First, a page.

Content marketing is about conveying ideas. Many of us rely almost exclusively on the written word to do the conveying for us even though, for most audiences, a picture really is worth a thousand words. So let’s look at some of the ways we can turn our content into visual content marketing.

Clearly, writing is always going to be a part of the process – movies have scripts, cartoons have captions, and so on. But they also have visuals. And those visuals can make all the difference in your ability to capture attention, generate leads, and win business.

Video in Content Marketing

YouTube isn’t the second largest search engine in the world for nothing.

Video adds personality to just about any subject. (Who thought blenders or razors could have personality, and yet those videos were wildly well received.)

What’s interesting here is that even though I can read copy in my head more quickly than a person (on video or not) is likely to read it aloud, the video adds another dimension to the learning experience that makes it more complete. That is, of course, as long as your on-screen talent has some, well, talent, or at least the impossible-to-define quality of being “watchable.”

Many marketers shy away from video because they perceive the cost for high-quality production to be prohibitive. But production values don’t have to be award-worthy. You simply have to connect with your audience. Grainy visuals and inaudible voice-over aren’t going to cut it, but beyond that, the bar is probably lower than you’d think.

Still, short of having a Hollywood hunk or starlet on screen, you’ll probably want to use cut-away shots that illustrate or otherwise support the points you’re making and break up the visual monotony of a talking head. If you can’t create that kind of support material, keep your videos very, very short.

Infographics as Visual Content Marketing

I didn’t select that YouTube link above for nothing … it is, of course, an infographic.

They’re certainly not new, but the are a great way to pack a lot of bite-sized nuggets of knowledge into one larger but still digestible package. Infographics cut out the fluff and focus only on the most essential data points, but they’re much more interesting than slide deck-style bullet points. They provide a visual version of the executive summary, and that’s why people love them.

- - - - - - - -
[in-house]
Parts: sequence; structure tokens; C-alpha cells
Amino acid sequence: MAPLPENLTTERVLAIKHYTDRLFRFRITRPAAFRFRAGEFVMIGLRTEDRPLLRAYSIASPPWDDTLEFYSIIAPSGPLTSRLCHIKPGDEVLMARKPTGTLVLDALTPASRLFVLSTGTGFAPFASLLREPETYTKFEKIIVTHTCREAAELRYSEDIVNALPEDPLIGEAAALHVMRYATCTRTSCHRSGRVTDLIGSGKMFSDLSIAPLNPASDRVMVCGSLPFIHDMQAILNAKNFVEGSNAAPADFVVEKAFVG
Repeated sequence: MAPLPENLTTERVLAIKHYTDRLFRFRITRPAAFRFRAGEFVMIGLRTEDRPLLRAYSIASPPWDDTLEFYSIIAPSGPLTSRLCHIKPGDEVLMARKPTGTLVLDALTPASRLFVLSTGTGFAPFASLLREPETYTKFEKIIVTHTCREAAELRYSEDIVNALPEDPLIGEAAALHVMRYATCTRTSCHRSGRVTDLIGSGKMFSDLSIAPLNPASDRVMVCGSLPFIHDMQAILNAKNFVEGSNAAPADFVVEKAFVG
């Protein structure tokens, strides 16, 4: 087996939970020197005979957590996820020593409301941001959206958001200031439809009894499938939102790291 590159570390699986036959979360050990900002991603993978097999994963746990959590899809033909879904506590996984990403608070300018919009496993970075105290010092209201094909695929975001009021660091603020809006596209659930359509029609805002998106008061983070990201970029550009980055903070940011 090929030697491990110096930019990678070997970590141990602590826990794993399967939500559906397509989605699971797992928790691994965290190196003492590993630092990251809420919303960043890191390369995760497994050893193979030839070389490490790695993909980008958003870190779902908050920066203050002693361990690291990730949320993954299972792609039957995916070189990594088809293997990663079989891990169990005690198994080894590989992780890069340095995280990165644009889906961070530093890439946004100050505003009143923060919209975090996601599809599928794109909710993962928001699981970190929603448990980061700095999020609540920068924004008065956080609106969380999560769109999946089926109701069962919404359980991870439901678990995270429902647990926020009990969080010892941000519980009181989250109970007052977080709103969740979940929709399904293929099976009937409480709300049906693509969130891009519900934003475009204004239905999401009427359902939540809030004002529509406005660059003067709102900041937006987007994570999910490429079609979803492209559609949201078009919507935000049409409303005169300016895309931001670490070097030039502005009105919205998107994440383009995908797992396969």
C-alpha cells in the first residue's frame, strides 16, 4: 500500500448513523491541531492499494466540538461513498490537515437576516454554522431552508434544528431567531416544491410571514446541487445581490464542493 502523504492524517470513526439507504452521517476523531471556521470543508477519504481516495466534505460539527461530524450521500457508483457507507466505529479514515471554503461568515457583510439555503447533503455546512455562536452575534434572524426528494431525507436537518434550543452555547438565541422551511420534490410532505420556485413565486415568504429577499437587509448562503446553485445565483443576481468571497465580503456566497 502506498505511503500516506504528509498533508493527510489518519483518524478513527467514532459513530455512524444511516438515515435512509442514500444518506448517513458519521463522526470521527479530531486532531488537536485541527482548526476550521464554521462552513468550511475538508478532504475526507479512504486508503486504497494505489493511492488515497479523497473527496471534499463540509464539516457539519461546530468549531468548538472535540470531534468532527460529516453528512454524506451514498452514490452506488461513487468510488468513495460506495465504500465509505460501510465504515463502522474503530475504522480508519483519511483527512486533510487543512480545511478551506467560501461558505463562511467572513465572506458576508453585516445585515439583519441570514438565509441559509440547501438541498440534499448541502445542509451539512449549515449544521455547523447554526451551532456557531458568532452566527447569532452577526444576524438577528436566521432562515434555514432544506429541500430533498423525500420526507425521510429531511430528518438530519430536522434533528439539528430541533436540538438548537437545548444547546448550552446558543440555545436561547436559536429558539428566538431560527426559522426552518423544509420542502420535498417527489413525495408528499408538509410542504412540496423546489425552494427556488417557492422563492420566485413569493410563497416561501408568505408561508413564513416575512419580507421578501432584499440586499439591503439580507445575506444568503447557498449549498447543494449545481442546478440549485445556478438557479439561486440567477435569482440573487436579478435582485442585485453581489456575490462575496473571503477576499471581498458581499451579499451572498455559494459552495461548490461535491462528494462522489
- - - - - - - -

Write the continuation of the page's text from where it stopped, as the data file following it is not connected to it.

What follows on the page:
They don’t always work well for more nuanced content or content that requires more detailed consideration, but even in those cases, infographics can be an excellent gateway to content that offers a deeper dive into a subject.

Animation as Visual Content Marketing

For most marketers, and in most situations, animation is the most expensive option for visual content marketing. So unless you have an animator on your team, you’ll likely reserve it for only the most crucial marketing messages or those situations where you’re confident you can make a big splash. Animation excels at explaining complex processes clearly, particularly mechanical and industrial processes where it’s what’s going on inside the machines that is of interest and a real-world exploded view just isn’t possible.

Unlike video, where audiences are likely to be more forgiving of lower production values, audiences tend to be less forgiving of bad animation. Think of the groans you’ve stifled when looking at poorly executed “animation” effects in Powerpoint and other presentation tools.

Charts and Graphs

Charts and graphs are the bread and butter of your visual content marketing arsenal. They can be incredibly quick to produce if you have basic spreadsheet or presentation tool skills and can relatively quickly be dressed up by even less experienced graphic artists. Use these liberally and build them with an eye toward social media use and email embedding. They can be a real game changer assuming you have some interesting data to present.

Conceptual Imagery

Think of every television commercial or print ad that has made you say, “What does ________ have to do with selling ________?” That’s conceptual imagery.

Floating Lotus Flower

You can insert just about anything into those blanks and wind up with something very close to a recent real-life example:

What does a field of wildflowers have to do with selling prescription drugs?

What does an impossibly diverse and hip-looking group of people have to do with selling computers?

The answer to those questions, and questions like them in advertising for everything from cars to cloud services to consulting firms: Emotion matters.

If you can make use of it, you should, though you really have to feel that your design team is up to the task and your marketing team can guide them appropriately. It’s far easier to wind up looking amateurish here than with just about any other type of visual we’ve discussed.

Your audience doesn’t necessarily have the same expectations of a small tax consultancy, say, as it does of a national consumer brand, and they also won’t expect the same production values in a product-specific explainer video as they do for a commercial during the big game. But because conceptual imagery is nearly entirely an emotional appeal, the terrain is less forgiving and you really do need to be sure your content marketing message is connecting emotionally.

That’s no reason not to make your content more visual. You may want to begin with baby steps and test efforts you’re unsure of in front of smaller groups from whom you can get feedback and guidance. They will let you know whether you’re staying true to your brand promise and whether your visuals are a distraction or, as we hope, an element that further strengthens your content marketing message.